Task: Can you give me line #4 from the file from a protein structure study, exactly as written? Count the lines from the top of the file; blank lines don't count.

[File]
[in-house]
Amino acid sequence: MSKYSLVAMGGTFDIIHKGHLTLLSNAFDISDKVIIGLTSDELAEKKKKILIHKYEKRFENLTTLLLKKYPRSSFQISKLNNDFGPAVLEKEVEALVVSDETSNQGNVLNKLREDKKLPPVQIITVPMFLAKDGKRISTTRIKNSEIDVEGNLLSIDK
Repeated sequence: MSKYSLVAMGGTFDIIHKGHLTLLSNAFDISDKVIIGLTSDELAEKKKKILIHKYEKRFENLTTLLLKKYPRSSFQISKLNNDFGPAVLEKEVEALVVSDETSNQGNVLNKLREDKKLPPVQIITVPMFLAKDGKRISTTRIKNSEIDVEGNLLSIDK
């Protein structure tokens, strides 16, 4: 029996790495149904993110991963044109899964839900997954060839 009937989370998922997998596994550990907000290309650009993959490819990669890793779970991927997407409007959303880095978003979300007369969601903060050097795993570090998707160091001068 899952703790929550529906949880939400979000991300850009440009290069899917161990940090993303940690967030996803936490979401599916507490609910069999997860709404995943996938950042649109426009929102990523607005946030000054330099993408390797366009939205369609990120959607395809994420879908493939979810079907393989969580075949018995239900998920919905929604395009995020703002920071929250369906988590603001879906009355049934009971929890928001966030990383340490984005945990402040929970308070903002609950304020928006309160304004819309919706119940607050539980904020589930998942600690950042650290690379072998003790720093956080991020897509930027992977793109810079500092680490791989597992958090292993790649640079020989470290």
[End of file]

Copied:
């Protein structure tokens, strides 16, 4: 029996790495149904993110991963044109899964839900997954060839 009937989370998922997998596994550990907000290309650009993959490819990669890793779970991927997407409007959303880095978003979300007369969601903060050097795993570090998707160091001068 899952703790929550529906949880939400979000991300850009440009290069899917161990940090993303940690967030996803936490979401599916507490609910069999997860709404995943996938950042649109426009929102990523607005946030000054330099993408390797366009939205369609990120959607395809994420879908493939979810079907393989969580075949018995239900998920919905929604395009995020703002920071929250369906988590603001879906009355049934009971929890928001966030990383340490984005945990402040929970308070903002609950304020928006309160304004819309919706119940607050539980904020589930998942600690950042650290690379072998003790720093956080991020897509930027992977793109810079500092680490791989597992958090292993790649640079020989470290």